After having success playing in Ireland, Fleury made one final comeback attempt in Calgary Flames training camp during ’09. He was cleared by the NHL in September. The biggest highlight came in his return in Flames jersey when he scored the shootout winner against the Islanders. Over 20 years later after winning a championship, he proved that he still had it. The overwhelming crowd reaction at The Saddledome says it all.
What a pretty move. Even though he finished with four points in four preseason games, that was finally it for Fleury. Even though he was released from his pro tryout, he was forever thankful. It allowed him to go out on his terms the right way. On Sept. 28, 2009, he retired from hockey as a Calgary Flame. The way it should’ve been. He really should’ve spent his entire career there. But the economics prevented it.
His autobiography remains a best seller. I highly recommend it to anyone who loves hockey and has gone through personal struggles. As someone who battles anxiety and depression, I really came to appreciate Fleury’s courageous story. He made a lot of mistakes, but no one knew what happened to him. I’m glad he took Graham James to court. He pleaded guilty to sexual abuse of Fleury, teammate Sheldon Kennedy and cousin Todd Holt. Somehow, the monster got a ridiculously light sentence of two years. It became five. Some justice system.
Since then, Fleury has become a motivational speaker and helped so many who struggle with mental illness. He also published another book and even became a country singer.
At 51, the underdog who the Flames took in the eighth round 166th overall in the ’87 NHL Draft, has been away from hockey for quite some time. I know the chances of him getting into the Hockey Hall of Fame are slim due to what happened off the ice. However, he was very successful on it becoming a star player who not only produced, but was tough as nails despite his small stature.
Nobody had more heart. If only we knew the gross nature of what he overcame. I know this. He would’ve been a lock for 500 and possibly 600 goals. You’re probably talking in the neighborhood of 1,300 points. He doesn’t need to be inducted to be remembered.
There are plenty of former players who remain out of the Hall of Fame. That includes Jeremy Roenick, Steve Larmer, Alex Mogilny, Doug Wilson and Curtis Joseph. Of those mentioned, I believe Mogilny will get the call real soon. I’m not sure about the rest sadly. That’s the usual politics with any Hall of Fame committee. See baseball.
I know Pavel Datsyuk will make it eventually once he retires. He’s still playing back home in Russia. He remains one of my favorite centers ever due to how complete he was. Kind of like former Red Wing teammate Sergei Fedorov. Patrice Bergeron is the embodiment of that now. The best player from the famed 2003 Draft class.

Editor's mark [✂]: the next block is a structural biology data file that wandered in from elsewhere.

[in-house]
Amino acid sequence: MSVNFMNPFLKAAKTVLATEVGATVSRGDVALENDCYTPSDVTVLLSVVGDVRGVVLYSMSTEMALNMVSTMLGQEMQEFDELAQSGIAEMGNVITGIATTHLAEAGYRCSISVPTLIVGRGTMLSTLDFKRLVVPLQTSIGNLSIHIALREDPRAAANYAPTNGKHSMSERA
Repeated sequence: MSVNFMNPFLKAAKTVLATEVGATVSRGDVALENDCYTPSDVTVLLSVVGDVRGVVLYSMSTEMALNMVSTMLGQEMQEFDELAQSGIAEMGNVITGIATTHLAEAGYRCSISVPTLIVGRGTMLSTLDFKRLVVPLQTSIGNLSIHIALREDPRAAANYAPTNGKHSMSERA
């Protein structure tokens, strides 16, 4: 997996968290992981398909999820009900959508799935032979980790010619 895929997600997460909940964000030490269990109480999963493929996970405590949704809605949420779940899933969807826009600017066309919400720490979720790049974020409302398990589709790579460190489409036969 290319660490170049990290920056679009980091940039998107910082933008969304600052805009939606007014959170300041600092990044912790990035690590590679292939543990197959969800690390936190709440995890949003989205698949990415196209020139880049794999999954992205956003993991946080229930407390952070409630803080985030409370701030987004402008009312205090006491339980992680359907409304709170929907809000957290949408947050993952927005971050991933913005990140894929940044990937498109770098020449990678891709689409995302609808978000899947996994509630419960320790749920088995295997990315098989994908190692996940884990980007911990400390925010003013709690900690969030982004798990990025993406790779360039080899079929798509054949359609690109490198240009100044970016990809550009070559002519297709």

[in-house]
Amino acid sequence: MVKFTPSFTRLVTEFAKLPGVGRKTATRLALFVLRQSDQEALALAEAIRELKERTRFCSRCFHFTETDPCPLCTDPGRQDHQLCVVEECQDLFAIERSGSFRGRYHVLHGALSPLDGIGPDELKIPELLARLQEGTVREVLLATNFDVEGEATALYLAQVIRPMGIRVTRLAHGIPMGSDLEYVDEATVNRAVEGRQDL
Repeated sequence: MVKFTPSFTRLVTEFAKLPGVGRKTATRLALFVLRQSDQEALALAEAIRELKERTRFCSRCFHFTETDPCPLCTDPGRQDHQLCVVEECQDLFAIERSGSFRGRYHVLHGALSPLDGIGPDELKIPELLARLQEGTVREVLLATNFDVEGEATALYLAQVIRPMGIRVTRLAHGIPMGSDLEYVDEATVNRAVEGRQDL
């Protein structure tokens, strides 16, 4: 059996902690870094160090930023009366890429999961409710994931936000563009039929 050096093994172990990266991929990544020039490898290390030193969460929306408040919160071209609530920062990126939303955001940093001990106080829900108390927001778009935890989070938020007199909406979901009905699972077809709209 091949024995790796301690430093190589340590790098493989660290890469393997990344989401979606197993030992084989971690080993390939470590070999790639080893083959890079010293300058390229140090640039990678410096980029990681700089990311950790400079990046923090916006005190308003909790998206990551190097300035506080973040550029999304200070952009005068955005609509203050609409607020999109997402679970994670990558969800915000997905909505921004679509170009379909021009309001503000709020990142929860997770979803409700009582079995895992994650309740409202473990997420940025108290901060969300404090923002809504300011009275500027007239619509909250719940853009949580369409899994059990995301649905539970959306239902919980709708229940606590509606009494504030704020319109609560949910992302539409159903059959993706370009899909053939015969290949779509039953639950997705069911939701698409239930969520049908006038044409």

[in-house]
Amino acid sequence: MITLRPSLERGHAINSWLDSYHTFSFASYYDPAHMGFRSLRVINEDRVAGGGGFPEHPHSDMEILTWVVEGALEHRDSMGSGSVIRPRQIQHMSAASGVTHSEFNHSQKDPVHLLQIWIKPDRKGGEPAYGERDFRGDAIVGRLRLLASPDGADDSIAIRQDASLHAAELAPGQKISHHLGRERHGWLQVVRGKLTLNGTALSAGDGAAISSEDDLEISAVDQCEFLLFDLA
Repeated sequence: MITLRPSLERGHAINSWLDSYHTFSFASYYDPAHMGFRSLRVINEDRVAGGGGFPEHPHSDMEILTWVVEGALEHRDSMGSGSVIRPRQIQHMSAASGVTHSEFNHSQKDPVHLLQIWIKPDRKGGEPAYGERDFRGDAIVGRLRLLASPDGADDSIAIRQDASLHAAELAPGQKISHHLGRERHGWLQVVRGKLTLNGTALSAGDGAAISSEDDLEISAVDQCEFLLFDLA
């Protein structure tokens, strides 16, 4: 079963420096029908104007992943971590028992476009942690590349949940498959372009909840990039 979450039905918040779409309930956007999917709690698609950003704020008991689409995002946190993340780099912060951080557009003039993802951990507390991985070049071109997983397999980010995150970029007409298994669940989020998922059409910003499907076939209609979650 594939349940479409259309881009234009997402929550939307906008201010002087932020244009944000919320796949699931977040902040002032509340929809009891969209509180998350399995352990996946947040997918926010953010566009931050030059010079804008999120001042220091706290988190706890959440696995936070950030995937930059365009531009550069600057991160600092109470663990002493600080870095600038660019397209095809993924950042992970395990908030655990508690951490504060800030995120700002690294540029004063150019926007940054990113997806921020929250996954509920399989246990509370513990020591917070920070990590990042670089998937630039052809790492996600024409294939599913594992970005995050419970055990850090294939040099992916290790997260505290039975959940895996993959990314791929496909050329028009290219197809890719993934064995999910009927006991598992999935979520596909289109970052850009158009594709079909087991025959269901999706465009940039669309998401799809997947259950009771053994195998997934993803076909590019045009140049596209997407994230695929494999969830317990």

I’ll never say I enjoyed all of Fleury’s antics. However, few players played with as much passion as him. His over the top goal celebrations were the stuff of legend. Even if it probably drove Don Cherry nuts. I loved how hard he played the game. Imagine that kind of player in today’s wussified sport. It’s very different. Think Brad Marchand but more skilled and crazier. That’s how I describe Fleury.
You don’t have the rowdy games too often between rivals where all hell breaks loose. Even the recent Rangers win over the Islanders two weeks ago that featured a pair of fights and more rough stuff, seems tame by comparison. You don’t see too many line brawls anymore. However, a clean hit can now cause commotion. It’s just how it is.
Everything is magnified and over analyzed. I hate the instigator. But it’s never going away. Neither is fighting despite the whining we see from hypocritical media who once loved it. I’m not talking about staged fights. But ones that are necessary to defend the honor of fallen teammates when liberties are taken.
Imagine what would’ve happened to Gretzky or Lemieux without tough guys. Ditto for Sidney Crosby and Connor McDavid today. You still gotta protect your stars. You can’t have Tom Wilson delivering cheap shots injuring people and then not being held accountable. Even if I respect his overall game, he pushes the envelope a lot more than Marchand, who’s crapped on due to his weird behavior of the past. Eerily reminiscent of Sean Avery, who is a special kinda crazy.
The current game can still be enjoyable due to the elite skill. When they’re not calling everything, it’s better. However, the shootout has to go. Continuous three-on-three overtime until there’s a winner makes sense. Or just go back to ties. The point system that rewards loser points is so artificially induced that there needs to be an asterisk next to team statistics and goalie ones when they get credit for victories via the shootout.
They’re never going to overhaul the system. It will never become like soccer. It is exactly like the lack of leadership that’s allowed some of the game’s brightest stars like Ovechkin to skip the lame All-Star Game. So much for promoting the sport when guys will come up with any excuse to not partake. The three-on-three tournament format is an abomination. Forward thinking by commissioner Gary Bettman. The same genius who thinks participation in the Olympics is a total waste.
Oh well. This is what you get from a league where there are way too many gaps in the 82-game schedule. The Rangers don’t play until Friday. Why? Bye weeks are for losers. This isn’t the NFL.
They could easily play 82 over five months and start the playoffs sooner. That would be better than going head to head with the NBA, who wised up and moved up the start of their season.
Condolences go out to Kobe Bryant, his daughter Gianna and the other seven victims. A very sad tragedy. What’s very alarming is how awful several media outlets are. They don’t care about being right when it comes to such awful tragedies. Only about being first. It’s unprofessional and completely disrespectful. Imagine how the families feel.
Sometimes, today’s world of advanced technology and social media sucks. The worst aspect is the helicopter crash could’ve been avoided if they didn’t fly in poor conditions due to the fog. This is a case of history repeating itself. I wish such tragedies didn’t exist. Prayers go out to the victims and each family.
The eerie part is it happened after LeBron James passed Bryant for third all-time on the NBA scoring list in his hometown of Philadelphia. Last side note on Kobe. I can remember being at the ’96 NBA Draft at the old Meadowlands sitting all the way up in Continental Airlines Arena. I went with my brother and our friend. I saved the Draft poster. It’s hard to believe and will continue to be for a while.
It’s worth noting that Wayne Gretzky turned 59 on Sunday too. The game’s Great One was an afterthought due to the tragedy. It’s hard to believe he hasn’t played in 21 years. We were at his final game. Jaromir Jagr won it in overtime for the Pens by using his strength to carry a defender and beat Richter. Nothing stopped Jagr back then. Not even a bad groin that playoffs. Go ask Devils fans. His performance in Games Six and Seven were heroic.
If you’re looking for a good write-up on the 20th Anniversary of the ’99-00 Stanley Cup Champion Devils, see Hasan’s excellent piece yesterday.